Rorate Caeli

National Geographic on Traditional Catholicism: Young People and the Latin Mass

These devout young Catholics are embracing the old ways

The movement embraces some Old World traditions that even the Church has referred to as backwards.

National Geographic
Matthew Teague 
(Photographs by Ryan Brady)
October 26, 2023



[Photographer Ryan] Brady had occasionally attended a Catholic church, and he had recently heard about a new movement among some Catholics who were rebelling against modernity by worshipping in old ways, ways that centuries ago defined the faith but had almost faded from existence. So he took up his camera and headed toward a nearby church that offered the ancient Latin Mass, or what traditionalists call the Extraordinary Form.


What he discovered as he made the photographs in this gallery often encouraged him, and sometimes unnerved him. But above all, he says, his experience was “otherworldly.”


In a counter-reformation of sorts, devout Americans are flocking to Old World traditions and beliefs. The shift seems to have surprised even the larger Catholic church itself. Last spring, Pope Francis privately told a group of Jesuits he worries the traditionalists’ “reaction against the modern” is indietrismo: backwardness.


Mainstream Catholics considered questions of backwardness and progress resolved after the Second Vatican Council in the 1960s. Following its reforms, priests turned to face congregations, said the Mass in common languages, and some churches offered contemporary music. The new, more accessible style became so dominant that traditionalists now see their practices as emergent and subversive.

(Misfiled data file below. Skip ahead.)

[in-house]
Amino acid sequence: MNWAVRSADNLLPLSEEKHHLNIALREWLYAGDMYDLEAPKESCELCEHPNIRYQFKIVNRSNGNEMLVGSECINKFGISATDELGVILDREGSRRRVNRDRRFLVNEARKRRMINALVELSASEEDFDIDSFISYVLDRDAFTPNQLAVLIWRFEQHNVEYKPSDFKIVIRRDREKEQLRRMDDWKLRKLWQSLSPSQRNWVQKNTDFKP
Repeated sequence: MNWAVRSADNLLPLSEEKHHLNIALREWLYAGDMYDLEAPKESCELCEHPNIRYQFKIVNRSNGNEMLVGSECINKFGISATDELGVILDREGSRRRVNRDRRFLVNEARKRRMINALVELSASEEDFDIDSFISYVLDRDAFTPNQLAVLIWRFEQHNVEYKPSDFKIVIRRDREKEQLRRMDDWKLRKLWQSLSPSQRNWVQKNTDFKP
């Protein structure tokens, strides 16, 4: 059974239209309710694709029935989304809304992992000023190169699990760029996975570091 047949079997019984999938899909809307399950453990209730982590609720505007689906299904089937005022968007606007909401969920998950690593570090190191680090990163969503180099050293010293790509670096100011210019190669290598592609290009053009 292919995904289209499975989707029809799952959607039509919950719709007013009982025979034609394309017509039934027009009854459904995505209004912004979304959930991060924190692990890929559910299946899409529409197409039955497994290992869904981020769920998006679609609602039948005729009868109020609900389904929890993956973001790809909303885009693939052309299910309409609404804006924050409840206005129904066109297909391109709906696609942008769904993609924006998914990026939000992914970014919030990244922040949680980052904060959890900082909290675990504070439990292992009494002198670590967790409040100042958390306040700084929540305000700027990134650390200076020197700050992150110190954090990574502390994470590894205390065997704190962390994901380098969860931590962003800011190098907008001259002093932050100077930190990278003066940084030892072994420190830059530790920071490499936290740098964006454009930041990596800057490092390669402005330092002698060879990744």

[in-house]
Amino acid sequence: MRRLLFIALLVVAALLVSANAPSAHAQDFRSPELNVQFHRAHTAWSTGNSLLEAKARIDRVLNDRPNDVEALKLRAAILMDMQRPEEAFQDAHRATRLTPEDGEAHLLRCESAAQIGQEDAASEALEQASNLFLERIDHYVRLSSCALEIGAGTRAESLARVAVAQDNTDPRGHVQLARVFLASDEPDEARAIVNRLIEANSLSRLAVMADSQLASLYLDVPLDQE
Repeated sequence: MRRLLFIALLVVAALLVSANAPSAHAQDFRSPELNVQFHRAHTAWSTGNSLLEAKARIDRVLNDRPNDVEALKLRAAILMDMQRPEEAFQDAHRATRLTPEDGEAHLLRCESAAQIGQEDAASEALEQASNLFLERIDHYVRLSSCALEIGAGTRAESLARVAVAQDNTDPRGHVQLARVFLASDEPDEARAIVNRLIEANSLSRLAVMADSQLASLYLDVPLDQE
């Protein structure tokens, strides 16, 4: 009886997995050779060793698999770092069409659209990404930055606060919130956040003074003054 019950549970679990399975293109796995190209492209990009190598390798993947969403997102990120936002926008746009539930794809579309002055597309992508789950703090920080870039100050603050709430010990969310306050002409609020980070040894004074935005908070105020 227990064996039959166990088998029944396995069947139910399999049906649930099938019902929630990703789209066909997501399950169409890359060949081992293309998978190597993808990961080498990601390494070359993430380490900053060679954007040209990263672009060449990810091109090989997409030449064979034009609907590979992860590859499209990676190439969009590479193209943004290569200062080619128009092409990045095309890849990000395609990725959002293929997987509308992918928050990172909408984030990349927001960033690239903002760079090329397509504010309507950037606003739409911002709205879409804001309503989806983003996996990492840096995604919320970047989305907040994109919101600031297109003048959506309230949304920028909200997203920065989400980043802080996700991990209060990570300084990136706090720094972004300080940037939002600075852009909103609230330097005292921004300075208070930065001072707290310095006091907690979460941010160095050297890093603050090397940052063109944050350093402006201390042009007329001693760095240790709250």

“It’s more of a mystery, and more that is veiled,” says Stephanie Wigton, a 32-year-old traditionalist who attends Transfiguration of Our Lord Parish in Syracuse. She means it in a literal sense; she and other women wear veils during services.


“We love Pope Francis. We continually pray for him,” she says. But, “We are benefiting from what we’ve learned from the past.”


[W]hen [Brady] first entered the sanctuary at Transfiguration, he felt awestruck. Only candles lit the room, and technology faded from view. The reverence for the Eucharist, the kneeling postures, the Latin intonations all felt solemn and enchanted in a way that brought him back to his childhood in the forest.

“It felt mystical,” he says. “It felt real.”